Farm News, Box Contents, Recipes
Dear Farm Members,
Thanks for all your feedback on the early season survey! Please know that we take all your comments to heart and really appreciate your support. 91.5% of respondents gave us an overall rating of 5-thrilled or 4-pretty great, and an additional 7.5% said “just fine.” These results are similar to past surveys. We are trying very hard to make the best possible farm happen for you and it thrills us to hear that most of you are happy with the quality and selection of the produce.
In the section where people could comment on individual crops, most of the veggies got a dominant response of “just right.” There were a few veggies that stood out where a large number of people wanted more or less in their boxes. 30% or more of people wanted more broccoli, cauliflower, spinach, basil, and zucchini. And about 30% wanted less cabbage, fennel, and salad turnips. However, in all these categories, half or more of respondents said the amount was just right. So what are we going to do with this info?
First I need to make a disclaimer that no matter what we plan to put in the boxes, there is going to be some variation from season to season due to weather, pests, and other factors out of our control. Nevertheless, it’s great to know which veggies are obviously more and less popular so we can emphasize or deemphasize them when we have a choice.
I’d like to share a little more info about two crops as a way to help you all understand how we may approach these issues our planning process. We know that people want more spinach. Unfortunately, spinach has a short season here in the spring and the fall. It doesn’t like heat at all and it also doesn’t like too much cold. What we can do is possibly increase the planting sizes and plant some spinach in our greenhouses to extend the season a bit both earlier and later. This may give you a couple more weeks of spinach and more quantity in each bag you receive. On the other hand, it looks like many folks want less cabbage. Cabbage is a great crop for us farmers because it is much easier to grow than fussier crops like cauliflower (which only succeeds about 60% of the time in our climate and only for brief time frames in spring and fall). So while cabbage may be less popular it is more reliable – which is very important because we need to have lots of produce for you every week! So our approach to cabbage could be to consider planting it two times instead of three times in the spring and when confronted with a choice of what to put in the boxes (sometimes we have more items than can fit) we might choose to put extra broccoli or spinach in the boxes instead of cabbage.
Hopefully this gives you some idea about how we are constantly trying to grow CSA boxes that work for everyone. This fall we will send out another survey and then we’ll spend a bunch of time over the winter adjusting our plans accordingly. Thanks for helping with this process!
Mountain Bounty Farm
IN YOUR VEGGIE BOXES THIS WEEK
- Little gem lettuces
- Red onion
- Sweet corn – more coming soon.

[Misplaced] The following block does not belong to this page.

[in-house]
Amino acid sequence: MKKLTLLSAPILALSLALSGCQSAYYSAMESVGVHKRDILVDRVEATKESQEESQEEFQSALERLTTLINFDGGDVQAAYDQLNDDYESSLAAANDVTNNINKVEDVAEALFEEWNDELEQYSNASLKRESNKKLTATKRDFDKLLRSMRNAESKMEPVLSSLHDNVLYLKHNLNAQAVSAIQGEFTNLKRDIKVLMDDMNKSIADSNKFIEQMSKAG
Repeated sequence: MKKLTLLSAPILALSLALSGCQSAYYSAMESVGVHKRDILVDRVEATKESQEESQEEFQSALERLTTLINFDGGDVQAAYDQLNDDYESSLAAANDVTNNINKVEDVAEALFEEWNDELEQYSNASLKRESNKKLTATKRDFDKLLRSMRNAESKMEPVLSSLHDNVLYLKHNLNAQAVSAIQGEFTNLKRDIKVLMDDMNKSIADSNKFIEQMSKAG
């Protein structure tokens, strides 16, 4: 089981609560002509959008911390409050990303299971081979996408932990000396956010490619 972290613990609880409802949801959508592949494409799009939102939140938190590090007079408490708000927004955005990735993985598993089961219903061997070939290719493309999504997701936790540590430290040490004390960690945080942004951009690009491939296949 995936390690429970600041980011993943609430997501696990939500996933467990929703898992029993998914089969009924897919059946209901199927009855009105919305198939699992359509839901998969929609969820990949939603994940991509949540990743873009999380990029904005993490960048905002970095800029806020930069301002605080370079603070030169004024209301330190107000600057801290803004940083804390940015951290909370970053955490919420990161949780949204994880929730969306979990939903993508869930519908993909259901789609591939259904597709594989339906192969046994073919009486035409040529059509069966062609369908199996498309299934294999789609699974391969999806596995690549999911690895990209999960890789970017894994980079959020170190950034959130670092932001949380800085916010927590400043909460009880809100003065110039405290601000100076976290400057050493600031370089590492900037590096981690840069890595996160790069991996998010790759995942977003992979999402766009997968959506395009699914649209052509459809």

- Little gem lettuce
- Cucumbers or Corn
- Red onion
- Small bunch Celery
FRUIT SHARE NEWS
This week’s CSA fruit share contains Bartlett pears from a five generation farm, Steamboat Acres in Courtland, CA. The Neuharth family has been growing along the banks of the Sacramento River for over 100 years.
We also have O’Henry yellow peaches, Fire Pearl white nectarine, Summer Sweet white peach and Honey Royale yellow nectarine. These fruits come from LeeFamily Farms out of Reedley, CA.
Enjoy, keep your fruit refrigerated.
Your fruit packing friends of Sunset Ridge Fine Fruits
FLOWER SHARE NEWS
Angie is out of town attending her grandmother’s funeral, so no news this week. Her crew is putting together beautiful bouquets for you!
Our delicious strong-flavored celery is perfectly highlighted in this salad. Try cilantro and finely minced regular onions from your CSA box if you’re out of parsley and scallions:
Use the flavorful celery leaves in place of the parsley, and pair these kebabs with the salad and baba ganoush below for a Middle Eastern-inspired meal:
Here’s some interesting CSA beverage ideas:
CUKES & TOMATOES & EGGPLANT & ONION
Here’s an interesting take on salad:
And here’s one of my favorite ways to enjoy eggplant:
- Roasted Garlic Baba Ganoush
Roast the garlic alongside the eggplant if you use the oven.
From Piece of My Heart cookbook
Grill, or preheat oven to 400 ̊ and prick with a fork:
1 large eggplant (about 1#)
If using oven, roast for about 40 minutes, until thoroughly cooked. Cut in half while still warm and scoop out flesh (should be about 1-1.5 cups). Discard most of the skins, but reserve some for the charred flavor.
Combine in a food processor:
Cooked eggplant flesh
1/2 head roasted garlic
1/2 lemon, juiced
3/4 tsp salt
2-3 Tbl tahini
1⁄4 tsp ground pepper
1 tsp cumin
1/2 tsp smoked paprika
Turn on machine to purée while drizzling in through the top:
2-4 Tbl olive oil
Adjust lemon, salt and spices to taste.
Fresh parsley, mint or cilantro
Olives or fried capers
Roasted red bell peppers or tomatoes
You may substitute organic yogurt for all or some of the olive oil.
Mountain Bounty Farm